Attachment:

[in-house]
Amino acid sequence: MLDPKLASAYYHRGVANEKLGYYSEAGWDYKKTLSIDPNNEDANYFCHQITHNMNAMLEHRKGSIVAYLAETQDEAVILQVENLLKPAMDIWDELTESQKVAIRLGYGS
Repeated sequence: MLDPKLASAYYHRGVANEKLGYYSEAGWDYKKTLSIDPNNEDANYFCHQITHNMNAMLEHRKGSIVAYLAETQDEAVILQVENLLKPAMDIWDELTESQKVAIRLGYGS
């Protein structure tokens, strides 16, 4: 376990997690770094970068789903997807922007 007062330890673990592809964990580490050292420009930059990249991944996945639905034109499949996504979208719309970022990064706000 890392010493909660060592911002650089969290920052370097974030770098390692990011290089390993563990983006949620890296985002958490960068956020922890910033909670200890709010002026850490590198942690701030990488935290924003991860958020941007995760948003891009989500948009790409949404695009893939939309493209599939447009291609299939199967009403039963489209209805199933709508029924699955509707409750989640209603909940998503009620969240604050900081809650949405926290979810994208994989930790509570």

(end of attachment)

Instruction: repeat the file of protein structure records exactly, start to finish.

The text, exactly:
[in-house]
Amino acid sequence: MLDPKLASAYYHRGVANEKLGYYSEAGWDYKKTLSIDPNNEDANYFCHQITHNMNAMLEHRKGSIVAYLAETQDEAVILQVENLLKPAMDIWDELTESQKVAIRLGYGS
Repeated sequence: MLDPKLASAYYHRGVANEKLGYYSEAGWDYKKTLSIDPNNEDANYFCHQITHNMNAMLEHRKGSIVAYLAETQDEAVILQVENLLKPAMDIWDELTESQKVAIRLGYGS
């Protein structure tokens, strides 16, 4: 376990997690770094970068789903997807922007 007062330890673990592809964990580490050292420009930059990249991944996945639905034109499949996504979208719309970022990064706000 890392010493909660060592911002650089969290920052370097974030770098390692990011290089390993563990983006949620890296985002958490960068956020922890910033909670200890709010002026850490590198942690701030990488935290924003991860958020941007995760948003891009989500948009790409949404695009893939939309493209599939447009291609299939199967009403039963489209209805199933709508029924699955509707409750989640209603909940998503009620969240604050900081809650949405926290979810994208994989930790509570």